But since you had such fun with ordinals here (and here and here), I better add that Ketonen and Solovay later gave a proof based on the ε_{0} stuff and the hierarchy of fast-growing functions. (The variation due to Loebl and Nešetřil is nice and short.) We should talk about this sometime! I wish I understood all the connections better. (Stillwell’s Roads to Infinity offers a nice entry point, though he does like to gloss over details.)

Thanks! Now I feel dumb, because I should have been able to figure that out. But that’s very helpful and reassuring.

]]>We can always have , by choosing to be as large as possible. (We can choose a maximal since the set of possible values is closed; but if then we can increase by one.)

The Veblen normal form for any strongly critical ordinal $\latex \alpha$ such as the Small Veblen Ordinal is .

]]>Got it! Thanks. Fixed.

By the way, Wikipedia says that in Veblen normal form we have

but I’m afraid we might only have

when reaches or exceeds the small Veblen ordinal, which is a fixed point of all the functions

What’s the Veblen normal form of the small Veblen ordinal? I feel I only understand Veblen normal form for ordinals below this.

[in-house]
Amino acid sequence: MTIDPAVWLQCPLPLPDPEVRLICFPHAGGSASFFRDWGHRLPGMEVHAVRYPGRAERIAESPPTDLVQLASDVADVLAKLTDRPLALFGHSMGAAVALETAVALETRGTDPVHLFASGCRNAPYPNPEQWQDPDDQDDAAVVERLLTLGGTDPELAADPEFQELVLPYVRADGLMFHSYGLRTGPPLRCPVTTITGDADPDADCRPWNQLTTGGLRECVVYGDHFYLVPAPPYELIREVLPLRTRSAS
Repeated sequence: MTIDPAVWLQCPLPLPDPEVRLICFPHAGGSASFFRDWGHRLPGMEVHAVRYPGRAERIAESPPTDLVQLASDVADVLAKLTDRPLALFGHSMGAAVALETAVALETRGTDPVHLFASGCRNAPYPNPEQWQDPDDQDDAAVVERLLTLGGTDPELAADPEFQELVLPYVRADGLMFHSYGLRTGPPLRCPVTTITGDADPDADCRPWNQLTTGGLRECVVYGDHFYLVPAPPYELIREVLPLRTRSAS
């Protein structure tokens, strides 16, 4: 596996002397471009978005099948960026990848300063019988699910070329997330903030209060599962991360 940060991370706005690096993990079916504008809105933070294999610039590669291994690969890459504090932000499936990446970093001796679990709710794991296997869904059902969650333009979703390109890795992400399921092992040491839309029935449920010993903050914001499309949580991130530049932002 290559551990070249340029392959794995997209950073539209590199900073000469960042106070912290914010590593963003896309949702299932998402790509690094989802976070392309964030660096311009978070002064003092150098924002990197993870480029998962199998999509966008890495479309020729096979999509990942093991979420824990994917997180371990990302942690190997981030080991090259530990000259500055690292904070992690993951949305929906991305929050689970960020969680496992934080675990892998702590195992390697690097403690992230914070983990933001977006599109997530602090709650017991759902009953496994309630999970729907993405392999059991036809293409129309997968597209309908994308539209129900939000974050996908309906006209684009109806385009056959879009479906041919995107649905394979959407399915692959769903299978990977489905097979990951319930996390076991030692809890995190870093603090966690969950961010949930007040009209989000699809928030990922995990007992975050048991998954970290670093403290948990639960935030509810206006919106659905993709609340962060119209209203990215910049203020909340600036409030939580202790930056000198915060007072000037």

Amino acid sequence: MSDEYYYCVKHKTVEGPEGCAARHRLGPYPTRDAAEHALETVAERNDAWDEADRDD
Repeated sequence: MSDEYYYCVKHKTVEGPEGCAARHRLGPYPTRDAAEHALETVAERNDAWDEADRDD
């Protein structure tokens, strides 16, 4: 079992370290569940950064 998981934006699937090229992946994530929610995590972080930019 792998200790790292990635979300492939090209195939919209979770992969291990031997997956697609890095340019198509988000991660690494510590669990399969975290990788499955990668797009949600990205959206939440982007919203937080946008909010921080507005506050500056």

]]>The paragraphs after that refer to as (and to as )

]]>If I said

someone might point out that I haven’t defined an infinite sum of ordinals, or even pointed to a definition.

Of course the definition of this infinite sum is that it’s the limit of

but that seems more complicated than saying is the limit of

]]>That might be more concise, but perhaps more confusing to the uninitiated. (I think it’s less clear that the ordinal defined by that expression is closed under omega exponentiation, for example.)

]]>Well, maybe it would be easier to say that ?

]]>Royce wrote:

The 1 should be replaced by 0 I think.

You’re right!

perhaps you could add some detail there?

Hmm, I don’t want to turn this road trip into a textbook… and the advantage of blog articles is that people can ask questions… but I’ll mention that is the first ordinal bigger than

Next time I’ll talk about some of this stuff a bit more formally.

]]>